(Adds more details from statement)
MILAN Feb 9 Italian bank Monte dei Paschi di
Siena, which is being bailed out by the government,
booked a net loss of 3.38 billion euros ($3.60 billion) for 2016
after setting aside more money to cover for bad loans.
The bank, which ranked the worst in Europe in stress tests
last summer, said in a statement it had recorded 2.6 billion
euros in loan loss charges due to "an updated methodology and
evaluation" of its problematic loans.
It also booked one-off charges for 411 million euros.
The bank said CET 1 ratio, a key measure of financial
strength, stood at a lowly 8 percent at the end of December
after it failed to raise money from private investors to plug a
capital shortfall. The capital ratio stood at 11.5 percent at
Highlighting the funding challenges it faces, the bank said
direct funding had fallen by 14.7 billion euros at the end of
December from a year earlier to 105 billion euros.
This was due to the loss of commercial deposits for 28
billion euros "resulting from the outflows recorded in the
course of the year, largely as an effect of tensions ensuing the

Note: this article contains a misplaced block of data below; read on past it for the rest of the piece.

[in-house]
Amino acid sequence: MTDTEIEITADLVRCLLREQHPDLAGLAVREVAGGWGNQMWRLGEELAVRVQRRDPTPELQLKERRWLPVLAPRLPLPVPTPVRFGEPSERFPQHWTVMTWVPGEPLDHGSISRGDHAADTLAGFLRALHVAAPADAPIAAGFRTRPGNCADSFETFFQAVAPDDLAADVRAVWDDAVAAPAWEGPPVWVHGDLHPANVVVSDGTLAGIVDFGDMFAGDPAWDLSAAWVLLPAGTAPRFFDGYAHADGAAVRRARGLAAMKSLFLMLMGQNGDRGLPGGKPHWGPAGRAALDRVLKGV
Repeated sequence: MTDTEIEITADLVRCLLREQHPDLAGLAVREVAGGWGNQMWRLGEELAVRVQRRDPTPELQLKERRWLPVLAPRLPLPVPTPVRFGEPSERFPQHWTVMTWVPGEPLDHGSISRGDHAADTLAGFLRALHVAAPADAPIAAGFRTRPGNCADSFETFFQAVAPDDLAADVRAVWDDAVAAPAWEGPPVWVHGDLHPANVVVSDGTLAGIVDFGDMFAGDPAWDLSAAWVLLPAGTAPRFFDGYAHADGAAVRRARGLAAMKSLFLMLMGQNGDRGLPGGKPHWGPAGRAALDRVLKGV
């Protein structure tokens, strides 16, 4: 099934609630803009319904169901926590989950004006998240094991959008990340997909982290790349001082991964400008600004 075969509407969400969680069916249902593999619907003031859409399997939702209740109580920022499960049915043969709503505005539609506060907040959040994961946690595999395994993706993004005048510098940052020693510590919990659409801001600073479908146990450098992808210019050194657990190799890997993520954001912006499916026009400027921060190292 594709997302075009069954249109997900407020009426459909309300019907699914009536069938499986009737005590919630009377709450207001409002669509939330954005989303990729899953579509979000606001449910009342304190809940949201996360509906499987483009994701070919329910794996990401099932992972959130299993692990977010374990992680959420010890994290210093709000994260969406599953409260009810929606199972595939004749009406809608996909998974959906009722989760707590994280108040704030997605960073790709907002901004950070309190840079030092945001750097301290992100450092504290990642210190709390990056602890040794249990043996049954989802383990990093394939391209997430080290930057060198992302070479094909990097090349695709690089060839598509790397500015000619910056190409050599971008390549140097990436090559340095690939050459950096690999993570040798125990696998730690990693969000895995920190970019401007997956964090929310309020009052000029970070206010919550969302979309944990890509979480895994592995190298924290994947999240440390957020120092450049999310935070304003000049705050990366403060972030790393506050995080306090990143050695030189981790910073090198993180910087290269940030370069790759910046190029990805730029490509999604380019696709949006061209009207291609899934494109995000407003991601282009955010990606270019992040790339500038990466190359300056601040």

negative results of the stress test and of the unsuccessful
The drop was partly offset by repurchase agreements with
"Preliminary data for the month of January sets funding at
the same level as the end of 2016, indicating a halt in these
outflows," the Tuscan lender said.
The Rome government is set to take a 70 percent stake in the
bank, pumping 6.6 billion euros to fill the bulk of an 8.8.
billion euros capital deficit. The rest of the money will come
from the forced conversion of subordinated bonds into shares.
But the state aid scheme still needs to be approved by the
European Commission, which must also give its green-light to the
bank's yet-to-be-presented restructuring plan. Sources say the
process is likely to take until May.
Meanwhile, Monte dei Paschi's shares, owned by around
150,000 people, have been suspended from trading until more
clarity emerges over the state rescue plan.
($1 = 0.9383 euros)
(Reporting by Silvia Aloisi; editing by Francesca Landini and